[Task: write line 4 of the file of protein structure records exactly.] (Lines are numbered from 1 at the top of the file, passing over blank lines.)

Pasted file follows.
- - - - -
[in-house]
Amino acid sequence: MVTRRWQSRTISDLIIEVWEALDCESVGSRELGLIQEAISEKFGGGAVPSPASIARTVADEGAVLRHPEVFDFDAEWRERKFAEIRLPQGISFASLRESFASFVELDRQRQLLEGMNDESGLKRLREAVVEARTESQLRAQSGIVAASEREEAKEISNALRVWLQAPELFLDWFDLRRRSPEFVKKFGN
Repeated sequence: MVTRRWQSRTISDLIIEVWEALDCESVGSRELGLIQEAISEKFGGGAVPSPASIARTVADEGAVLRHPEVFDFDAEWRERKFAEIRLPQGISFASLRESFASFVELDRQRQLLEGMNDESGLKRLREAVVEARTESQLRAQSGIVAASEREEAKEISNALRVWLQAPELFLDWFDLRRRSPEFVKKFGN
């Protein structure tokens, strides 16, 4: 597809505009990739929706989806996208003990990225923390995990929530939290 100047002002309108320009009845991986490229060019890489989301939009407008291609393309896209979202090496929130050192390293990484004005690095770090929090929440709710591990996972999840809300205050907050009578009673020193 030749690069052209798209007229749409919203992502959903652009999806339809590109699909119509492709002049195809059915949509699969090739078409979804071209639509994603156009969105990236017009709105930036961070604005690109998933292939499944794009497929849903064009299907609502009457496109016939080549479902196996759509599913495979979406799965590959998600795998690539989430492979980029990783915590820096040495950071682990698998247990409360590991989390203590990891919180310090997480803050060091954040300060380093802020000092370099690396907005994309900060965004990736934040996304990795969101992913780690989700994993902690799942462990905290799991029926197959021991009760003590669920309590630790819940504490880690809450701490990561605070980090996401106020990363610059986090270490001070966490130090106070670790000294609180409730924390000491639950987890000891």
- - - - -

């Protein structure tokens, strides 16, 4: 597809505009990739929706989806996208003990990225923390995990929530939290 100047002002309108320009009845991986490229060019890489989301939009407008291609393309896209979202090496929130050192390293990484004005690095770090929090929440709710591990996972999840809300205050907050009578009673020193 030749690069052209798209007229749409919203992502959903652009999806339809590109699909119509492709002049195809059915949509699969090739078409979804071209639509994603156009969105990236017009709105930036961070604005690109998933292939499944794009497929849903064009299907609502009457496109016939080549479902196996759509599913495979979406799965590959998600795998690539989430492979980029990783915590820096040495950071682990698998247990409360590991989390203590990891919180310090997480803050060091954040300060380093802020000092370099690396907005994309900060965004990736934040996304990795969101992913780690989700994993902690799942462990905290799991029926197959021991009760003590669920309590630790819940504490880690809450701490990561605070980090996401106020990363610059986090270490001070966490130090106070670790000294609180409730924390000491639950987890000891």